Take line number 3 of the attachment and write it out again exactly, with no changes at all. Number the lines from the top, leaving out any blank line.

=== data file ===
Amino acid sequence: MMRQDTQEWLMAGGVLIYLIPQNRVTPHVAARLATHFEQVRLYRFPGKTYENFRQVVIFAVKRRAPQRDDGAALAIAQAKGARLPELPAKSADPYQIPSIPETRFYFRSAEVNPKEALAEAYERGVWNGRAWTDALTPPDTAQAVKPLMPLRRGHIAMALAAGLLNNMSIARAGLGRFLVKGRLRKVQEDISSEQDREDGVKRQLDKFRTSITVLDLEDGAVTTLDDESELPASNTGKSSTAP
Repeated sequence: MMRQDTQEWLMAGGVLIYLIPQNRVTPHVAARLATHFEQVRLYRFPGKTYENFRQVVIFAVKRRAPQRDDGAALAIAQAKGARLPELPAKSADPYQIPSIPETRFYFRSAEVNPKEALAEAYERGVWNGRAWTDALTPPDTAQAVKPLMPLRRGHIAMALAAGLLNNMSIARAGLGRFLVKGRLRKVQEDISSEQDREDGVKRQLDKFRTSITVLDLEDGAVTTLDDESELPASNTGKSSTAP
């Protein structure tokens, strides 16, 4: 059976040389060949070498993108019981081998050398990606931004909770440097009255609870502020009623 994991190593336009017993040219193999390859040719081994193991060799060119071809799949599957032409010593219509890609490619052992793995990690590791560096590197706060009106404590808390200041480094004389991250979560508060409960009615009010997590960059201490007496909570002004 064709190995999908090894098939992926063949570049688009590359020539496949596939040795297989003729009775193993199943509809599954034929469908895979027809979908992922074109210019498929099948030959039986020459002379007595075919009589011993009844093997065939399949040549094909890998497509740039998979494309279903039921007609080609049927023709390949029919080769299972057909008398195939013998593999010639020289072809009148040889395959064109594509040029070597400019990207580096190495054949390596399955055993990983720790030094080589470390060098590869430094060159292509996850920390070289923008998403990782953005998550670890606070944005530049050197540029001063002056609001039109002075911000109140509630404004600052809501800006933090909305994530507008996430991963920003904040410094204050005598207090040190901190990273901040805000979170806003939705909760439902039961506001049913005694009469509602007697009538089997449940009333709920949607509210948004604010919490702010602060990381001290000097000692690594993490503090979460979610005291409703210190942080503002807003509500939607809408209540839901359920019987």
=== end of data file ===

């Protein structure tokens, strides 16, 4: 059976040389060949070498993108019981081998050398990606931004909770440097009255609870502020009623 994991190593336009017993040219193999390859040719081994193991060799060119071809799949599957032409010593219509890609490619052992793995990690590791560096590197706060009106404590808390200041480094004389991250979560508060409960009615009010997590960059201490007496909570002004 064709190995999908090894098939992926063949570049688009590359020539496949596939040795297989003729009775193993199943509809599954034929469908895979027809979908992922074109210019498929099948030959039986020459002379007595075919009589011993009844093997065939399949040549094909890998497509740039998979494309279903039921007609080609049927023709390949029919080769299972057909008398195939013998593999010639020289072809009148040889395959064109594509040029070597400019990207580096190495054949390596399955055993990983720790030094080589470390060098590869430094060159292509996850920390070289923008998403990782953005998550670890606070944005530049050197540029001063002056609001039109002075911000109140509630404004600052809501800006933090909305994530507008996430991963920003904040410094204050005598207090040190901190990273901040805000979170806003939705909760439902039961506001049913005694009469509602007697009538089997449940009333709920949607509210948004604010919490702010602060990381001290000097000692690594993490503090979460979610005291409703210190942080503002807003509500939607809408209540839901359920019987």